On 11.01.2004, at 06:20, Arden R. Smith wrote: A.R.Smith says that William G. Moulton says in his _The Sounds of English and German_ (Chicago and London:
Message 1 of 16
, Jan 11, 2004
On 11.01.2004, at 06:20, Arden R. Smith wrote:
A.R.Smith says that William G. Moulton
says in his _The Sounds of English and German_ (Chicago
and London: University of Chicago Press, 1962 that Modern Standard
German [ç] sounds like the initial sound of _hue_ as pronounced by
many Americans. Now there definitely is a difference between the RP
_hue_ sound and the German _ich_ sound (_hue_ is slightly more forward)
but it's a miniscule difference. Note the fact that English /ç/
only occurs before /u/ word initially whereas German /ç/ never does.
That may also add to the difference, thus, perhaps, making the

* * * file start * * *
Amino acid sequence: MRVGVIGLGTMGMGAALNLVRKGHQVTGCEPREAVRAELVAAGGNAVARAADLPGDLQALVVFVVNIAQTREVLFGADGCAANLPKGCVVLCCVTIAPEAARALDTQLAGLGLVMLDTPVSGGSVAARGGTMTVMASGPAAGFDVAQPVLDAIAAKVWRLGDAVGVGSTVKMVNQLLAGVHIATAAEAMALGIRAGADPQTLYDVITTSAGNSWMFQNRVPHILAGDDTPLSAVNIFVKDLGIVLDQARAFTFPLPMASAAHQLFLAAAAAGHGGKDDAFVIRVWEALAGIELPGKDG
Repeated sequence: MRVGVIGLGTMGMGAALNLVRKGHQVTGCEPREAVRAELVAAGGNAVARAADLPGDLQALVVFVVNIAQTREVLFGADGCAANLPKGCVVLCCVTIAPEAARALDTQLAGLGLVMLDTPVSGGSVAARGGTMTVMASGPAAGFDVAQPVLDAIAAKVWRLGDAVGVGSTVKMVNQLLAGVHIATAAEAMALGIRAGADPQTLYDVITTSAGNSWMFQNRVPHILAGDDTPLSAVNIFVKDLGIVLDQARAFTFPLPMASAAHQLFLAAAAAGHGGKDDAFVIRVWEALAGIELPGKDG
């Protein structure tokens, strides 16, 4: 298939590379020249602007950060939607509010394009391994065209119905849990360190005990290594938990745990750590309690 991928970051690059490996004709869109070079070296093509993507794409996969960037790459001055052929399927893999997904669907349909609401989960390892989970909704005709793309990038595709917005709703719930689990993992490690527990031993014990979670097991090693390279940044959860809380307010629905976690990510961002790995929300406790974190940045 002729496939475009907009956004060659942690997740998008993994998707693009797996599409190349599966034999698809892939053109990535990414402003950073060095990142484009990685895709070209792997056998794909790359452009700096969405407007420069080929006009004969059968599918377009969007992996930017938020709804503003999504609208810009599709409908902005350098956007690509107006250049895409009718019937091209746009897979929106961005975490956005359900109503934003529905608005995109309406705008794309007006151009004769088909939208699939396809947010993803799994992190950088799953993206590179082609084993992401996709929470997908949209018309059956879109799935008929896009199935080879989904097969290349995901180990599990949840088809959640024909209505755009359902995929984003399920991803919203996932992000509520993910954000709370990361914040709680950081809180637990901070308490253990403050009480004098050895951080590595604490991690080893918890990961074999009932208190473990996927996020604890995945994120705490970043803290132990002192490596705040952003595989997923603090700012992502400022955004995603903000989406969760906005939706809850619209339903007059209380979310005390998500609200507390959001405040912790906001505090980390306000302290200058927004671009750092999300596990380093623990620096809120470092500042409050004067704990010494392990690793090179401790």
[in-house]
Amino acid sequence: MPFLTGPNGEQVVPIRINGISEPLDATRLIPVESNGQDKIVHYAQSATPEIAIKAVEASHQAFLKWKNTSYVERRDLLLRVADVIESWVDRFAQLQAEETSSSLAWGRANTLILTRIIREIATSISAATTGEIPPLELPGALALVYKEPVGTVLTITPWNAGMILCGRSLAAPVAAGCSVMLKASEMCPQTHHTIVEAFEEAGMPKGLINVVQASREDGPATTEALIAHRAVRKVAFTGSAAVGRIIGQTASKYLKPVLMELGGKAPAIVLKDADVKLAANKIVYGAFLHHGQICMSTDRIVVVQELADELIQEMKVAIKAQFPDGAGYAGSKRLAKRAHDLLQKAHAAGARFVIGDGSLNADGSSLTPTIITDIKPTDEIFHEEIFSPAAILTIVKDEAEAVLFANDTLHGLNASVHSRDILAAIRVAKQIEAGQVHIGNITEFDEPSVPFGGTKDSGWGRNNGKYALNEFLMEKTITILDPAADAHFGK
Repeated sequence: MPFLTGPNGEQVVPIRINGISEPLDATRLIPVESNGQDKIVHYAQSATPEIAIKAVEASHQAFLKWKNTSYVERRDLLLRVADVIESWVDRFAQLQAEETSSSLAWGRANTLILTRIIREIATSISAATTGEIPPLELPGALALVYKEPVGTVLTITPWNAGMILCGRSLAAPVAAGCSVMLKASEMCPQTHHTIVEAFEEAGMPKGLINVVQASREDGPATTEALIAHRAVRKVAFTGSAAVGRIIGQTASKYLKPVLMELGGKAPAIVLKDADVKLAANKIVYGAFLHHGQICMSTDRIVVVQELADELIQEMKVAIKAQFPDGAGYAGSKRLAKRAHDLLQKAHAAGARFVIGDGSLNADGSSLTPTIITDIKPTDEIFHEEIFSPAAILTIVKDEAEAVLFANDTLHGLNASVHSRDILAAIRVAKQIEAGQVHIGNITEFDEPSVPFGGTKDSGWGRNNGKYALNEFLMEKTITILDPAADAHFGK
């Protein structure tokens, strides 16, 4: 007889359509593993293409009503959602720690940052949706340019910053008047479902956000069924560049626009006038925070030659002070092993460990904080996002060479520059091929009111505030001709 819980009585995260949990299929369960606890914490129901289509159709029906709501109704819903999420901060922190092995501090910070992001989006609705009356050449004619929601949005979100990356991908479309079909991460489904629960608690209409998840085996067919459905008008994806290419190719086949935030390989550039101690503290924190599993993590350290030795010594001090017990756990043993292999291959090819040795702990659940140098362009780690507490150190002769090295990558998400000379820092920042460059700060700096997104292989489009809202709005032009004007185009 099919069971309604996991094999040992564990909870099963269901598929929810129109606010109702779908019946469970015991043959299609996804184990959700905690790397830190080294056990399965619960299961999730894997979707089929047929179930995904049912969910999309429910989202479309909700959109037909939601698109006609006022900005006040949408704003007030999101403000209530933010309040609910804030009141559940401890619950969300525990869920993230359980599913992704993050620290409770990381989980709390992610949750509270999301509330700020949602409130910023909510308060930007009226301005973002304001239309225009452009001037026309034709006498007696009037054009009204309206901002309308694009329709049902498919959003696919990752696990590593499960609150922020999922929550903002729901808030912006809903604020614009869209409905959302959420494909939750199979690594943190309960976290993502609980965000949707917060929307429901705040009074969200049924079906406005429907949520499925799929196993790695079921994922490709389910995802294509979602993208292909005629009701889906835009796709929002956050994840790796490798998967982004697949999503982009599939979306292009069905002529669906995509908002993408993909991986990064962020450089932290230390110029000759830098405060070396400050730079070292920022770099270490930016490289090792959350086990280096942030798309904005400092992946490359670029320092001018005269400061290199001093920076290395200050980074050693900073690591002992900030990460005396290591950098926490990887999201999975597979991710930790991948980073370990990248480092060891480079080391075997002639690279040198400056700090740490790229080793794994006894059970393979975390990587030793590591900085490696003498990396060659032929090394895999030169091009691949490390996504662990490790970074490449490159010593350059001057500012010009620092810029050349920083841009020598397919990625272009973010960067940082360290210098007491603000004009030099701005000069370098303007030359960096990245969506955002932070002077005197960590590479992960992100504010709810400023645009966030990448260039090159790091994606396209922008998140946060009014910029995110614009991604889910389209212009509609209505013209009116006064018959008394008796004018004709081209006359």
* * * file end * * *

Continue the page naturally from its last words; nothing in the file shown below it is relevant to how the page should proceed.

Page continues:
difference between the sounds hardly more than a positional one. Still,
all Germans I asked (including me) notice and make a clear distinction
between English /ç/ and German /ç/ (and it is lab verifiable!).
Still, I think it fair to settle on /ç/ for Quenya as Tolkien's
examples can be approximations at times.
> Maddieson regards [ç] as
> an allophone of /x/ (in German).
Just for the record: Not only the vocalic environment plays a role here
but also morphemes. Cf. _Frauchen_ /frauçen/ vs. _rauchen_ /rauxen/.
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